Phillies-Marlins preview

MIAMI — Jerad Eickhoff is a big man at 6-4 and 245 pounds, and the Philadelphia Phillies right-hander works in a way that befits his imposing stature.

In his first full year in the majors, the 26-year-old Eickhoff has yet to miss a start.

“That's my job,” Eickhoff told the media after his most recent start. “I take pride in being able to do that.”

He will get start No. 28 on Monday, when the Phillies (60-76) open a three-game series at the Miami Marlins at Marlins Park. The Phillies are hoping to snap a six-game losing streak.

Meanwhile, the Marlins (68-69) come home after a brutal 1-6 road trip, including a 6-5 walk-off loss at the Cleveland Indians on Sunday. Miami relievers allowed six runs, including three in the ninth. That loss put the Marlins four games behind the St. Louis Cardinals in the race for the second and final wild-card playoff berth.

Miami is under .500 for the first time since April 28.

Eickhoff will seek to take advantage of the Marlins slump and will be looking to pitch more like last year, when he made his major league debut, going 3-3 with a 2.65 ERA in eight starts. He was 7-for-8 in terms of quality starts, using a low-90s fastball and a hammer curve to neutralize batters.

This year hasn't been quite as good for Eickhoff, who has 15 quality starts, a 9-13 record and a 3.90 ERA. His batting average allowed has increased from .212 last year to .261 this year, when he has allowed 22 home runs.

Eickhoff was at his best this June, when he went 3-2 with a 2.23 ERA. But his ERA was 4.50 in July and 4.85 in August.

Among Eickhoff's problems includes the fact that he has struggled on the road — his 4.55 ERA away from Philly is almost one run higher than it is at home.

In addition, Eickhoff has struggled late in his starts. He has a 2.64 ERA in the first five innings but 12.32 thereafter.

Yet another problem has been Eickhoff's inability to consistently handle lefty hitters, who are batting .279 with 14 homers against him. He is holding righty hitters to a .239 average and eight homers.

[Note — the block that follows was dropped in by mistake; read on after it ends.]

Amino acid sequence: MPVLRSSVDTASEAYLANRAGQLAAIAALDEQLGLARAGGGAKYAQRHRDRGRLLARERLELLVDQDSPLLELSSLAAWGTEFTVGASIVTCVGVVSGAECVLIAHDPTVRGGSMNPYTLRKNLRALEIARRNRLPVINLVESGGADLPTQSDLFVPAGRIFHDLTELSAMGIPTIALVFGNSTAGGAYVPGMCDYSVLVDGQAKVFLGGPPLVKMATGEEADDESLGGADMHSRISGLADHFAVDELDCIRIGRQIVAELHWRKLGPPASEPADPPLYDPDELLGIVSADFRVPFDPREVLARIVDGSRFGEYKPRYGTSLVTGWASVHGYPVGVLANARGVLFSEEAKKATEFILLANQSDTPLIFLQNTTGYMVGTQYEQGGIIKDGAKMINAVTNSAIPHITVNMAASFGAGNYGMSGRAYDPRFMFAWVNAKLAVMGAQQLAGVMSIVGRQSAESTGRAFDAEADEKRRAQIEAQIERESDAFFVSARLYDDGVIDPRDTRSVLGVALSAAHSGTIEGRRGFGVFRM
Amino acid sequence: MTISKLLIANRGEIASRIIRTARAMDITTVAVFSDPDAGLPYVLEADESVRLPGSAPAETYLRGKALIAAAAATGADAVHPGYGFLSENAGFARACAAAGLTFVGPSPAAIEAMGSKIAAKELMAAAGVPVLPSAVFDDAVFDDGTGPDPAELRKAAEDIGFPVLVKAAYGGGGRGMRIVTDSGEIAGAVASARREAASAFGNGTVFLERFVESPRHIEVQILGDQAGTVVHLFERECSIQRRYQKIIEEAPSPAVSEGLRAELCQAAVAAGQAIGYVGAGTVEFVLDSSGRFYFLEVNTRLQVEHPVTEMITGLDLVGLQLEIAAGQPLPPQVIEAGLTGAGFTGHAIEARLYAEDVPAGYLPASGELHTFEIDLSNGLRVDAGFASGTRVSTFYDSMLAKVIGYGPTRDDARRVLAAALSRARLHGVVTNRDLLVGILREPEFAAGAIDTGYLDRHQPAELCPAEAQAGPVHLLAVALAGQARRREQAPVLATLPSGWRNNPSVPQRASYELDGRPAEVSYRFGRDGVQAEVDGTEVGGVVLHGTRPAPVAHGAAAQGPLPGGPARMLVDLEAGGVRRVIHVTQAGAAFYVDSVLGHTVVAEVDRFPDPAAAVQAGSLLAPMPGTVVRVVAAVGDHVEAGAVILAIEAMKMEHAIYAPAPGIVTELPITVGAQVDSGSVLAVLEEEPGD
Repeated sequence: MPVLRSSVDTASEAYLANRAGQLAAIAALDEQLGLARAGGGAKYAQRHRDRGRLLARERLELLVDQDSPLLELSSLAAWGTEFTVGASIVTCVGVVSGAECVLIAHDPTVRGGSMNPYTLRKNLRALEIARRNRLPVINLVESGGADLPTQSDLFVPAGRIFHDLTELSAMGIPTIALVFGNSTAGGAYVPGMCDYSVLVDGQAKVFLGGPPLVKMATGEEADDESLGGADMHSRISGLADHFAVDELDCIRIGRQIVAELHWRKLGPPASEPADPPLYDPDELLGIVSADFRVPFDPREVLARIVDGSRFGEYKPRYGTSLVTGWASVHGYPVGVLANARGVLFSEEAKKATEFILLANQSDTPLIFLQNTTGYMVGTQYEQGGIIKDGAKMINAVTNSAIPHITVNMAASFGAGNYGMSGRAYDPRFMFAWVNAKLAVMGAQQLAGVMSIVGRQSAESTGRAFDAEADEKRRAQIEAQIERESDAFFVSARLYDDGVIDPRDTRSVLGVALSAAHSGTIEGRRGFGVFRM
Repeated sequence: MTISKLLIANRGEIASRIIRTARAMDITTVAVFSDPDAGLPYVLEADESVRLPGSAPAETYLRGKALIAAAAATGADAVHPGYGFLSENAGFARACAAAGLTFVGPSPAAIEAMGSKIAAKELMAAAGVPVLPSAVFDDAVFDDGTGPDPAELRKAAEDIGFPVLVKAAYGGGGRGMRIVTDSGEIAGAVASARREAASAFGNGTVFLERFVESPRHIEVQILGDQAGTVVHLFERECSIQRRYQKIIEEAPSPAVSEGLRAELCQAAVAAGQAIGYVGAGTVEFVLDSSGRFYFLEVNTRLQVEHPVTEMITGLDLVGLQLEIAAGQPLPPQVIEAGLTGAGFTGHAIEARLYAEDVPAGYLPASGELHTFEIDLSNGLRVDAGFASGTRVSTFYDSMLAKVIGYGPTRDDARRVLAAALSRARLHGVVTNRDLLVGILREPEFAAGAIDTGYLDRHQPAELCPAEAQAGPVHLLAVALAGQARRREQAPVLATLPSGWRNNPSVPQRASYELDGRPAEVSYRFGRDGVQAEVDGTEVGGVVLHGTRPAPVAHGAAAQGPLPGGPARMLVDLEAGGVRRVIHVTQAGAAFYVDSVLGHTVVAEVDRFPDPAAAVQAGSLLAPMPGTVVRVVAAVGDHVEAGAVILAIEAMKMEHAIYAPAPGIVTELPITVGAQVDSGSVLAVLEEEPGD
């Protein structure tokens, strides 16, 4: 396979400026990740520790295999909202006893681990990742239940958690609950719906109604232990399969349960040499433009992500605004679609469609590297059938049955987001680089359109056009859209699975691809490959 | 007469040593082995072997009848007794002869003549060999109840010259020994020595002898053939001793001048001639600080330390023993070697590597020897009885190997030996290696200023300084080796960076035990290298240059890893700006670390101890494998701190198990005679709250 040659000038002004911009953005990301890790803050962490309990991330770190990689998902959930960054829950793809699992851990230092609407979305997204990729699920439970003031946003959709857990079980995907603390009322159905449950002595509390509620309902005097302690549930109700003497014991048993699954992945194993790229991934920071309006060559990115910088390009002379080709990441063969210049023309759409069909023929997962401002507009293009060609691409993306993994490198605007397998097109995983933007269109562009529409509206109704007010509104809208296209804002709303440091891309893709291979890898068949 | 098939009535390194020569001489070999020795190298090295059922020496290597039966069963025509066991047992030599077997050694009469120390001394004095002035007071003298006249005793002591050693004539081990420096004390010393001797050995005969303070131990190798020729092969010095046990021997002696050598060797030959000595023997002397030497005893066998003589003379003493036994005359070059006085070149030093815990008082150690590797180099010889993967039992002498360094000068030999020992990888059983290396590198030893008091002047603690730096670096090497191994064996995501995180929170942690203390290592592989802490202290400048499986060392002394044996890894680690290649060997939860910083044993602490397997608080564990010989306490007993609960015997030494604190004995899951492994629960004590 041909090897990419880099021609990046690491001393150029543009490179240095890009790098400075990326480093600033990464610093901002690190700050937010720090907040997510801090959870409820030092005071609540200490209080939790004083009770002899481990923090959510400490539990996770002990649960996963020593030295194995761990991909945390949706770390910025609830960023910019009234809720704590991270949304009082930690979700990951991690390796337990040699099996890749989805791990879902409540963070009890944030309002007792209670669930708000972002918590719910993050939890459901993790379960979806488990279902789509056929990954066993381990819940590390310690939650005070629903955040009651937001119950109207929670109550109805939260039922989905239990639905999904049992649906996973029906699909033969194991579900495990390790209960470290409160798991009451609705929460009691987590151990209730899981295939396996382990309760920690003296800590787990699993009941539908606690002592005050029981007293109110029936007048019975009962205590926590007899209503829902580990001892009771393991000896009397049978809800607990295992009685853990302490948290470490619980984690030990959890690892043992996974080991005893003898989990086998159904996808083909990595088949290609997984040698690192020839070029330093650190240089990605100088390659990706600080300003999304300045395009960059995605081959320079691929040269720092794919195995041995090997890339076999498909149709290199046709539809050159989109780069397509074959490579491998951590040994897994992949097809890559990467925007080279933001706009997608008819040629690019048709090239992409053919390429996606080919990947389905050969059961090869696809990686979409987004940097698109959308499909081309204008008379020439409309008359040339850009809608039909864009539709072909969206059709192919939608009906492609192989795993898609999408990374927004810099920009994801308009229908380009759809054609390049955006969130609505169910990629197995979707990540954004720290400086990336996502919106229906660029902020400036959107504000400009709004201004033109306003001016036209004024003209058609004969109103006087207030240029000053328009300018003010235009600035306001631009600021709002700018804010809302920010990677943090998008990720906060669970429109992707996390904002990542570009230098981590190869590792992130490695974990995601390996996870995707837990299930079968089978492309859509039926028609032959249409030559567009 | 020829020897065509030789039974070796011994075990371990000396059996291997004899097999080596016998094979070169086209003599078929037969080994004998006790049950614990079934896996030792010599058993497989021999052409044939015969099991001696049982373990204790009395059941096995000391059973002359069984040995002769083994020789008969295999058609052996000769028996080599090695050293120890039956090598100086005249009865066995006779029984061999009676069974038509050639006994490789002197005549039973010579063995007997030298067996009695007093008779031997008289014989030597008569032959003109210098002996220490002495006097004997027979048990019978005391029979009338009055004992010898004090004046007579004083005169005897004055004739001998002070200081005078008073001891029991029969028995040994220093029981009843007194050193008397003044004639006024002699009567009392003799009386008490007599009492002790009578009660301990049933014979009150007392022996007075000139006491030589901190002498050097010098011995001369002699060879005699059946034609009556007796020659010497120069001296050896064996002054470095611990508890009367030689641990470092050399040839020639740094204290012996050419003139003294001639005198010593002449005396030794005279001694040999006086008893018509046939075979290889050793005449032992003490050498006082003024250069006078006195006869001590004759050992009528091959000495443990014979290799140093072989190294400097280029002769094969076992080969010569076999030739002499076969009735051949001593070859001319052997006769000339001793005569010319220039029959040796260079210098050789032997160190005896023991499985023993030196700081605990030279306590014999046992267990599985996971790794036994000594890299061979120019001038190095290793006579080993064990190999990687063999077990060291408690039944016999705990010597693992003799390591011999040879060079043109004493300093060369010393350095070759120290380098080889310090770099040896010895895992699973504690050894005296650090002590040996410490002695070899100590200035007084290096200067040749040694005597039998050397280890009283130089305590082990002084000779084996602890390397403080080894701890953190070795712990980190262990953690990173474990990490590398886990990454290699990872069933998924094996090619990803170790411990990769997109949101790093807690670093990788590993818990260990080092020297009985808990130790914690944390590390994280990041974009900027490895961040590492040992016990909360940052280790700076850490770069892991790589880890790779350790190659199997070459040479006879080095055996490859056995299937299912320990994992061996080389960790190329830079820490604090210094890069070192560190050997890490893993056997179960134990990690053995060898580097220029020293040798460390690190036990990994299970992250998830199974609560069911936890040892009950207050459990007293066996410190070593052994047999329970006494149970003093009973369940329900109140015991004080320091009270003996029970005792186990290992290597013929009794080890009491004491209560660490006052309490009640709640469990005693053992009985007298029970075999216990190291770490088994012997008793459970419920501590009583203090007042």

The Marlins, who will start rookie right-hander Jake Esch against him, will likely look to load the lineup with lefty batters.

Among the lefty hitters who could do some damage for the Marlins are first baseman Derek Dietrich, second baseman Dee Gordon and outfielders Ichiro Suzuki and Christian Yelich.

They and the rest of the Marlins offense will try to support Esch, who will be making just his second major league appearance.

Esch, a 26-year-old Minnesota native who played shortstop in high school, was a pitcher/hitter in his college days at Georgia Tech. The Marlins made him their 11th-round pick in 2011, drafting him as a pitcher even though he had just five innings on the mound in his junior year.

With a fastball that ranges from 90 to 94 mph, Esch is not overpowering, and — like Eichhoff — he's had his struggles against lefty batters.

But with the Marlins rotation injuries — left-handers Adam Conley and Wei-Yin Chen are on the disabled list — Miami has little choice but to give Esch a chance.

In his first big-league start, last week against the New York Mets, Esch averaged 91 mph on his fastball and lasted just 4 1/3 innings. He allowed seven hits, three walks and two runs, striking out two.

The Mets hit .389 against Esch, who escaped with a no-decision.

“There's nothing like getting thrown into the fire,” Esch told the media after allowing a two-run homer to Mets infielder Wilmer Flores. “I wish I could have taken back that one mistake.”

Esch, who had 20 family members in the stands for his big-league debut in New York, should have a more normal pregame experience leading up to Monday.

But even if Esch were to give Miami a good start, the Marlins' bullpen is suddenly a concern. Closer Fernando Rodney was dominant with the San Diego Padres earlier this year, posting a 0.31 ERA in 28 games, earning an All-Star berth.

But in 29 games since he was acquired by Miami, Rodney is 2-2 with a 4.45 ERA. He inherited a two-run lead on Sunday and couldn't hold it, giving up a tying hit with two outs and a 1-2 count.

Set-up man A.J. Ramos, who was an All-Star closer before the Marlins got Rodney, had a 2.25 ERA before the All-Star Game and a 6.28 ERA since then, including an 8.22 mark in August.